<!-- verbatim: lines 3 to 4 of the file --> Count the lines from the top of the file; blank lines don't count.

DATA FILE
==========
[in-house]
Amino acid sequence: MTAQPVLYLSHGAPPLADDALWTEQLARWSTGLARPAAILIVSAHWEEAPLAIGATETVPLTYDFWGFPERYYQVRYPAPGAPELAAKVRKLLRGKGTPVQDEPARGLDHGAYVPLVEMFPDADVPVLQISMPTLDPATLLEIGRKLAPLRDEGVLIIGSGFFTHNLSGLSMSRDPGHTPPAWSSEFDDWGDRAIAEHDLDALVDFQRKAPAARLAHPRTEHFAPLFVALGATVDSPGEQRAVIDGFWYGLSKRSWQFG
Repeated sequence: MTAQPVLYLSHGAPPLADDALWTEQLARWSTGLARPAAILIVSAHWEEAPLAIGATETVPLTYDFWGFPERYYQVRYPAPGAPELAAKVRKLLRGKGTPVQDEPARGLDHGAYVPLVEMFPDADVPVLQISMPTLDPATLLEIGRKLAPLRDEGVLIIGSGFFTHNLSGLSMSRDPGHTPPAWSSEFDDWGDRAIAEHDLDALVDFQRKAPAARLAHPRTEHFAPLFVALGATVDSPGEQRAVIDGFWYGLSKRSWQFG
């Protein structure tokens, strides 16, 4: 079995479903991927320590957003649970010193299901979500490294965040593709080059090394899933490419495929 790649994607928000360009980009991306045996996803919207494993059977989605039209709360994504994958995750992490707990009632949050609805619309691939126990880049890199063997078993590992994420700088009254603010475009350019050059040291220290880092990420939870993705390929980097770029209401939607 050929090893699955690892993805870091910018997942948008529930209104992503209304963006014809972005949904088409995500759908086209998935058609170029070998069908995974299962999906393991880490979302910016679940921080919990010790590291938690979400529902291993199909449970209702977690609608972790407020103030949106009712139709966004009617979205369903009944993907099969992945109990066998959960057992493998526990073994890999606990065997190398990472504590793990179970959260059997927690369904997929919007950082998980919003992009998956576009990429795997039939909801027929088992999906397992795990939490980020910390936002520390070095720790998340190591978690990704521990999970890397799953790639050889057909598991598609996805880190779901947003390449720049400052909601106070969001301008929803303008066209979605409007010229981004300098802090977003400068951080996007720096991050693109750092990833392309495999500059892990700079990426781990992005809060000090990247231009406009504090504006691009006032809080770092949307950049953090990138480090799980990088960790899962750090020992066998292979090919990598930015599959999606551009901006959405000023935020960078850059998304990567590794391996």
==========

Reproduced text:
Repeated sequence: MTAQPVLYLSHGAPPLADDALWTEQLARWSTGLARPAAILIVSAHWEEAPLAIGATETVPLTYDFWGFPERYYQVRYPAPGAPELAAKVRKLLRGKGTPVQDEPARGLDHGAYVPLVEMFPDADVPVLQISMPTLDPATLLEIGRKLAPLRDEGVLIIGSGFFTHNLSGLSMSRDPGHTPPAWSSEFDDWGDRAIAEHDLDALVDFQRKAPAARLAHPRTEHFAPLFVALGATVDSPGEQRAVIDGFWYGLSKRSWQFG
């Protein structure tokens, strides 16, 4: 079995479903991927320590957003649970010193299901979500490294965040593709080059090394899933490419495929 790649994607928000360009980009991306045996996803919207494993059977989605039209709360994504994958995750992490707990009632949050609805619309691939126990880049890199063997078993590992994420700088009254603010475009350019050059040291220290880092990420939870993705390929980097770029209401939607 050929090893699955690892993805870091910018997942948008529930209104992503209304963006014809972005949904088409995500759908086209998935058609170029070998069908995974299962999906393991880490979302910016679940921080919990010790590291938690979400529902291993199909449970209702977690609608972790407020103030949106009712139709966004009617979205369903009944993907099969992945109990066998959960057992493998526990073994890999606990065997190398990472504590793990179970959260059997927690369904997929919007950082998980919003992009998956576009990429795997039939909801027929088992999906397992795990939490980020910390936002520390070095720790998340190591978690990704521990999970890397799953790639050889057909598991598609996805880190779901947003390449720049400052909601106070969001301008929803303008066209979605409007010229981004300098802090977003400068951080996007720096991050693109750092990833392309495999500059892990700079990426781990992005809060000090990247231009406009504090504006691009006032809080770092949307950049953090990138480090799980990088960790899962750090020992066998292979090919990598930015599959999606551009901006959405000023935020960078850059998304990567590794391996």